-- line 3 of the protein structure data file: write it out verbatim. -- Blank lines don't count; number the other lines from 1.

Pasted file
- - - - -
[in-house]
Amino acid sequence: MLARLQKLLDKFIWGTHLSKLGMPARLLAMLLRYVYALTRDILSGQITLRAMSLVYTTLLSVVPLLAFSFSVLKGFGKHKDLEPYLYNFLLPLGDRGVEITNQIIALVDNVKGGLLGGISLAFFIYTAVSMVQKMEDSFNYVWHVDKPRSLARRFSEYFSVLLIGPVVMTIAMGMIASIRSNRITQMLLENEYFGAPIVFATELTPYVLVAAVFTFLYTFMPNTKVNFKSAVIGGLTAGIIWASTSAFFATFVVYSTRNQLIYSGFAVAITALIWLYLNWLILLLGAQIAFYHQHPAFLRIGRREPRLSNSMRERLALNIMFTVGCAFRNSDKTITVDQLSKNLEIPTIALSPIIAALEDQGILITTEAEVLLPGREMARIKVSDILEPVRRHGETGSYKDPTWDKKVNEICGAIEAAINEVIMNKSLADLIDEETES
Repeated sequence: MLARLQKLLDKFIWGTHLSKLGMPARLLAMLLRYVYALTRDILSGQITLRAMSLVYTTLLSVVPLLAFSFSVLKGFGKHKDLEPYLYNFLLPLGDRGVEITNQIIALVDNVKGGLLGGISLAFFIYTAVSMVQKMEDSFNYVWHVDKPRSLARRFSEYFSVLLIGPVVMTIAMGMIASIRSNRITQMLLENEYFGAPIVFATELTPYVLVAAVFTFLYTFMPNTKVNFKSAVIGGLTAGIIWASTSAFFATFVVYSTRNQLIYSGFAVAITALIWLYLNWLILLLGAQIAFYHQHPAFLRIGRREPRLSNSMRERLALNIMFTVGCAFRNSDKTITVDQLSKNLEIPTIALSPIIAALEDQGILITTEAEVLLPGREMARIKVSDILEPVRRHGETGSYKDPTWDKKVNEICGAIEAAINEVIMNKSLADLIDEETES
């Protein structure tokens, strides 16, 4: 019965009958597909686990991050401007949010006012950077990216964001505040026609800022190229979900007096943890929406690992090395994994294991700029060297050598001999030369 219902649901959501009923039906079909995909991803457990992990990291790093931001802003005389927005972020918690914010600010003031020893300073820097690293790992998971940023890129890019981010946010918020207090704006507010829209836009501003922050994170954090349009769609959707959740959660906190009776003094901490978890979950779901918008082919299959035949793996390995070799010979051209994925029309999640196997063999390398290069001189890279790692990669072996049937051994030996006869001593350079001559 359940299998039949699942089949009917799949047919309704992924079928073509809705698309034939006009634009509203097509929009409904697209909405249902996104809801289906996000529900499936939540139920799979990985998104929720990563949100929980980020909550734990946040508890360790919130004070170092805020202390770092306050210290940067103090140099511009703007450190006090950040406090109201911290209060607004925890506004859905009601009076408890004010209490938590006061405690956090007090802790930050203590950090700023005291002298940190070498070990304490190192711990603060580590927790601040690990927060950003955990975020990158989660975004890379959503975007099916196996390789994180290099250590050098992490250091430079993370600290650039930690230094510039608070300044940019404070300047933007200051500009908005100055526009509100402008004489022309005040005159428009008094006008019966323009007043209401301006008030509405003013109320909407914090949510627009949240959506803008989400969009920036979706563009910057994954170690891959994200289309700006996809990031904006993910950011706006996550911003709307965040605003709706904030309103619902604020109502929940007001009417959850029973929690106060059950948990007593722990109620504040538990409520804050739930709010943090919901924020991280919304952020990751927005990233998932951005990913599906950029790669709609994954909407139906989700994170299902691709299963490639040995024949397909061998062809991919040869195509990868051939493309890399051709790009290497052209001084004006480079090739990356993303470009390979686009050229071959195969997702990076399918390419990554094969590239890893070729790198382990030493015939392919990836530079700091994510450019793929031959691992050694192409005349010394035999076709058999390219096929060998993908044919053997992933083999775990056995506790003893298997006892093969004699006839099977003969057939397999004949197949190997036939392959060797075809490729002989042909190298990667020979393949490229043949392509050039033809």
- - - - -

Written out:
Repeated sequence: MLARLQKLLDKFIWGTHLSKLGMPARLLAMLLRYVYALTRDILSGQITLRAMSLVYTTLLSVVPLLAFSFSVLKGFGKHKDLEPYLYNFLLPLGDRGVEITNQIIALVDNVKGGLLGGISLAFFIYTAVSMVQKMEDSFNYVWHVDKPRSLARRFSEYFSVLLIGPVVMTIAMGMIASIRSNRITQMLLENEYFGAPIVFATELTPYVLVAAVFTFLYTFMPNTKVNFKSAVIGGLTAGIIWASTSAFFATFVVYSTRNQLIYSGFAVAITALIWLYLNWLILLLGAQIAFYHQHPAFLRIGRREPRLSNSMRERLALNIMFTVGCAFRNSDKTITVDQLSKNLEIPTIALSPIIAALEDQGILITTEAEVLLPGREMARIKVSDILEPVRRHGETGSYKDPTWDKKVNEICGAIEAAINEVIMNKSLADLIDEETES